The Sony DSC-QX100, which will sell for $499.99 and can be pre-ordered from Adorama, has a 5x zoom Zeiss lens, but also is equipped with a larger sensor. The 1-inch, 20.1MP CMOS sensor (which is just a bit smaller than Four Thirds) is the same one that can be found in the highly-regarded Sony RX100, which several camera review sites have called the best compact digital camera ever made. It can capture 20.1MP images as well as full 1080p/60 fps HD video and an ISO range from 100-3600. Our dyed-in-the-wool pro photographers were drooling when Sony showed this one to us at the Adorama offices.
The possiblities for such an invention are endless: Sports photographers could place the lens-camera in difficult-to-access places and operate it remotely. Wildlife photographers could place a camera close to shy creatures and get amazing close-ups of how they live. Yes, this has been done already, but not with a unit so small. Self portraits, over-the-head and around-the-corner shots are easier to attain.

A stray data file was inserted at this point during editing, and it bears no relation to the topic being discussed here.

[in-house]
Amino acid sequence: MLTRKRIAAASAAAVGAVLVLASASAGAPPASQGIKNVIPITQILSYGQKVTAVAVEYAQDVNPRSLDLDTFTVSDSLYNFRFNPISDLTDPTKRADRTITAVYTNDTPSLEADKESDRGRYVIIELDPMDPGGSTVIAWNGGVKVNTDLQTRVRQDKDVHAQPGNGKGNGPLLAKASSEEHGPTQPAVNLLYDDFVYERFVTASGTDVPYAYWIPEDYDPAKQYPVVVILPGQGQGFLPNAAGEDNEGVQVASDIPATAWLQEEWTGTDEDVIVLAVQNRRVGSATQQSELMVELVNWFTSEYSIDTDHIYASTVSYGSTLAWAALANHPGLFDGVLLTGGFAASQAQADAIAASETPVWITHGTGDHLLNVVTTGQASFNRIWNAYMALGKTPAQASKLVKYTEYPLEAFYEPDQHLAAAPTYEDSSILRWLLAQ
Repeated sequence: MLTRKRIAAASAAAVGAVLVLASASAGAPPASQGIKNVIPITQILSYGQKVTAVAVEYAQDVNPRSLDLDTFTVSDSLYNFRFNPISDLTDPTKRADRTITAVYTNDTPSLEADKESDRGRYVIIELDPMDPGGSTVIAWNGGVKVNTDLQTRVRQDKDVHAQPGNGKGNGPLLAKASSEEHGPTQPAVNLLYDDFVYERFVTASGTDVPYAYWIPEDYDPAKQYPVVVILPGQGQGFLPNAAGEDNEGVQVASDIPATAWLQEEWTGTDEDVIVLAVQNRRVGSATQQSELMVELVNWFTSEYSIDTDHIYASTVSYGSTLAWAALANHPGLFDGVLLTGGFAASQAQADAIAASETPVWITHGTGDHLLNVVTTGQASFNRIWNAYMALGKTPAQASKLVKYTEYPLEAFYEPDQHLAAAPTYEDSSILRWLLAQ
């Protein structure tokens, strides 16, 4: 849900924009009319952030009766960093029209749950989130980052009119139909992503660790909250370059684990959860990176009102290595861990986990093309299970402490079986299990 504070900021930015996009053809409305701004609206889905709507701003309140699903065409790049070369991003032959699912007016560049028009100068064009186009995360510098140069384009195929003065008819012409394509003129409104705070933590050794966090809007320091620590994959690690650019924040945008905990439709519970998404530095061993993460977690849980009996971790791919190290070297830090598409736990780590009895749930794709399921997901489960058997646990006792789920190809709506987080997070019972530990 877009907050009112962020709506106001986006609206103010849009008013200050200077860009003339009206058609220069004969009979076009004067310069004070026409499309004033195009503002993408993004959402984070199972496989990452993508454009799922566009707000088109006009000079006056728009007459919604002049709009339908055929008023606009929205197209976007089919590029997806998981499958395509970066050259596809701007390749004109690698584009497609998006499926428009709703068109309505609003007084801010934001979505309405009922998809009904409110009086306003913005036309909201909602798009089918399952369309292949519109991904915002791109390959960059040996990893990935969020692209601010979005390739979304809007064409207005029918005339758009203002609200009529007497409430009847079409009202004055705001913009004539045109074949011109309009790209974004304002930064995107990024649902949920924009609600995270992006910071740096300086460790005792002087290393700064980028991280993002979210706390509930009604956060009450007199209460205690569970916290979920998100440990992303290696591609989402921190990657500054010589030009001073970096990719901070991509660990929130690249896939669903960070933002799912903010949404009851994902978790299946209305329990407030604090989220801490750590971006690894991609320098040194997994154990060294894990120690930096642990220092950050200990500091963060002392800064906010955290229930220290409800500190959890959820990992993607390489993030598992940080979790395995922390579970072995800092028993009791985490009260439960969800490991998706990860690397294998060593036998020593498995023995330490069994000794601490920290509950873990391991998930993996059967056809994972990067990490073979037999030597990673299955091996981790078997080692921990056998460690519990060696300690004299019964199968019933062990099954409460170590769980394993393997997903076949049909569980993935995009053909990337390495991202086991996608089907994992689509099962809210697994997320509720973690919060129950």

Both models are legitimate cameras in a never-before seen shape, while the way it attaches to and connects with your smartphone combines practical capabilities never before seen with an impressive "cool" factor. There is a very real possibility that, with the growing popularity of smart phone cameras, that this is the kind of product that could be the final nail in the coffin of the stand-alone compact digital camera category.
Sony Unveils High-End 4K Camcorder